Lucid dreaming is when you recognize that you are dreaming, when you realize that what is happening cannot actually be happening—that this is not real life. You might be able to control, to some degree, what happens in a lucid dream: the characters, the environment, the narrative—but not always. One year before the inauguration of Donald J. Trump as President of the United States of America, Chris Taylor, veteran journalist and former chief news writer for Time, wrote a column for Mashable headlined: “Hey, America, We May Be Sleepwalking into a Trump Presidency.” Taylor asked us to picture it. “Not just a vague haze of orange hair in the Oval Office,” he wrote, “but what Donald Trump would actually do with the White House between 2017 and 2021, maybe even until 2025?” Taylor then shared a series of nightmare scenarios, all of which and more have come to pass. Those nightmares, he said, were the reason we all avoided thinking about Trump winning. Instead, we just kept sleepwalking toward it. To wake yourself from a lucid dream can be arduous. On message boards, lucid dreamers report struggling to force themselves back into consciousness, pinching themselves, even screaming and hitting themselves in the face to end the dream, sometimes without success.

3. Roosting

Sleeping birds are vulnerable—but power emerges from numbers and strategy. This is why birds flock by the tens of thousands to roost for the night on the low, gnarled branches of the mangrove trees that flourish in the back bay waters of Estero Island, Florida. In these sleepy tidal marshes, huge knots of tangled leaves, boughs, and trunks rise skyward from the surface of the sea—not a trace of ground above water. No ground, no predators for the birds. On the landless rookery of Bird Island, some fifteen thousand birds huddle together at dusk and nod off in peace, fearless.

4. Dream Rehearsals

I used to dream I was paralyzed. I dreamt this over and over again for years until I didn’t. I don’t know exactly why I had this dream except maybe because of my stepfather. Little children are among the powerless because they let you do anything. Grab them by the pussy, by their…wherever; you can do anything to them. The places he touched me burn at night.

Early people saw dreams as a medium, often prophetic, between our earthly world and that of the gods. Freud saw dreams as messages of repressed longing. Jung probed the oblique symbols of dreamland. Some modern neurobiologists say dreams are just electrical brain impulses pulling random thoughts and imagery from our memories; they believe we construct dream stories only after we wake up, just a natural attempt to make sense of it all. But other mammals dream too—even our dogs and cats. Evolutionary psychologists see dreaming as an ancient biological defense mechanism. They say dreams might protect us by simulating potential threatening events and enhancing our neurocognitive ability to perceive and avoid danger—like a rehearsal.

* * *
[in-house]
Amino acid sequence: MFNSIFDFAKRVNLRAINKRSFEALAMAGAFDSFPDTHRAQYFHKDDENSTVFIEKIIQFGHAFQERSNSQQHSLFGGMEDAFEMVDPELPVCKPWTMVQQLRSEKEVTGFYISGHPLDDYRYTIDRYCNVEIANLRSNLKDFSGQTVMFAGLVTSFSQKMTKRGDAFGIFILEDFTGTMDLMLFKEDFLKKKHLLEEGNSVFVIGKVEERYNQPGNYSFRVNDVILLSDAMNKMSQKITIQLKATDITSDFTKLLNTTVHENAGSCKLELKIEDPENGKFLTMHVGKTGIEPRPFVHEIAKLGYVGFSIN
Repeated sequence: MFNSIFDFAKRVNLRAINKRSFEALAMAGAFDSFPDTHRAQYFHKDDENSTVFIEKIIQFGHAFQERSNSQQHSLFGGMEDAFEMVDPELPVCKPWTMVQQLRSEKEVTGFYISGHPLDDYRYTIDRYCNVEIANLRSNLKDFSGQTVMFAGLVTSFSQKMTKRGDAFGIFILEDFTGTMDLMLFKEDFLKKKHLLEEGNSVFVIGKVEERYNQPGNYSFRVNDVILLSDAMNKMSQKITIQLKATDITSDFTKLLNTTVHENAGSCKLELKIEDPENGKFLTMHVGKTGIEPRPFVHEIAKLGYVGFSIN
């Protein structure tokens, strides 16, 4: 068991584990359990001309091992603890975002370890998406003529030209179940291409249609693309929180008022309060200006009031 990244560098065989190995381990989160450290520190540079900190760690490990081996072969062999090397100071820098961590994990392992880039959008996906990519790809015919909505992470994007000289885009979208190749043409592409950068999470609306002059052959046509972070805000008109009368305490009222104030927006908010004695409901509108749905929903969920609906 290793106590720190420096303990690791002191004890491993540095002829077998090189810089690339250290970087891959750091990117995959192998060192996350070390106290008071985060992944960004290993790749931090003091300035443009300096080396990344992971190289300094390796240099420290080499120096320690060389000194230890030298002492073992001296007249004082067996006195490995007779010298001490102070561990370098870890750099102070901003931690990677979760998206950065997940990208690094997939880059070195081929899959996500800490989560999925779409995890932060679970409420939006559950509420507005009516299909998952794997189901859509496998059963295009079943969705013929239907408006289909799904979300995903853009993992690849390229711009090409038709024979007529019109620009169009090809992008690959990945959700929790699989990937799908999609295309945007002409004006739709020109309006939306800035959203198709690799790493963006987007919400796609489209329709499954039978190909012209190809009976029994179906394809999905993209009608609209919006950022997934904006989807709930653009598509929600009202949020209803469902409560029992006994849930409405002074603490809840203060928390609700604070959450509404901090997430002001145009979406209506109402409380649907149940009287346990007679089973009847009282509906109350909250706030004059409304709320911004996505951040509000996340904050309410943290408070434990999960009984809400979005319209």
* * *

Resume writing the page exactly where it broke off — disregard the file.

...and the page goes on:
5. Silent Nightmares

It is possible for nightmares to arise from nowhere. But they can also be caused by external factors. Ironically, one research-based treatment for adult nightmares involves training sufferers in the techniques of lucid dreaming. One night, I am jolted awake from a stuporous dream scene in which my car is slammed from behind, and I am lurched out of the front seat. My head wedges into the crevice between the driver’s seat and the car door. I writhe and open my mouth to scream, but no sound emerges. This silence is more harrowing than the immediate impact of the crash. Later, I bring my children to visit my grandmother’s grave. I watch in fascination as they arrange unwrapped Hershey’s Kisses in a careful pattern around the edges of the marker. Nana loved candy. Then, in an expression of what is, to her, unnamable, my youngest meticulously scrapes moss from the carved letters of the marble headstone of a woman she never knew.

6. Dead Sleep

Obstructive sleep apnea causes breathing to stop and start over and over again in the night. The problem is, your throat muscles relax and block your airway. This can cause loud snoring. Of course, if you are the one snoring, you probably won’t hear it. Other symptoms to watch for include crushing daytime fatigue, gasping and choking in the night, morning headaches, difficulty concentrating, mood changes that include depression or irritability or even extreme anxiety, and complete aversion to sex. Gasping through the night triples your death risk compared to those who breathe freely. It stresses your heart. It can even stop your heart—cardiac arrest—due to how it inflames your body, triggers fight-or-flight every single time your throat collapses.

7. Nightwaking

Sleeping and waking are distinct states of being, but they sometimes overlap. Complete escape is impossible. And yet, being awake in the dark is like an altered state, a borderland of consciousness. We take our children to the ocean—a beautiful stretch of island beach famous for its shells. Shells are a protective outer layer for certain animals. When empty, they wash ashore. They become empty because the animal has died and the soft parts have been eaten by another animal or have rotted out. The shell is what is left. Shelling is best at low tide. How otherworldly to comb the wet sand at four in the morning, a time when the sea breathes all the way back into itself.

8. Emergence

General anesthesia has three main stages: going under, staying under, and emergence. Emergence is more arduous than waking from regular sleep. Airway support may be required. Shivering and confusion often ensue. The brain must wander through a thorny maze back into conscious experience. The brain must reboot itself.

My daughters and I visit Peru as volunteers with a charity that offers free surgeries to children with cleft lip and palate. In Peru, the altitude exhausts us, throws us into amnestic sleep each night as soon as the sun sinks beneath the mountain line. During the day, we work in the hospital—intake, records, surgical theater, recovery ward. One little boy wakes up kicking and thrashing so hard his fingernails draw blood from my daughter’s arm.

If general anesthesia is a kind of trauma, perhaps emergence is an aftermath. My friend says trauma makes everything abnormal, but that there is an upside: you see everything more clearly than before, so much more clearly, like waking from a dream or from sleepwalking. Your heart pounding, you crouch and scuttle gracelessly back into the waking world, your gaze circling like a broken spirograph, searching for whatever is left.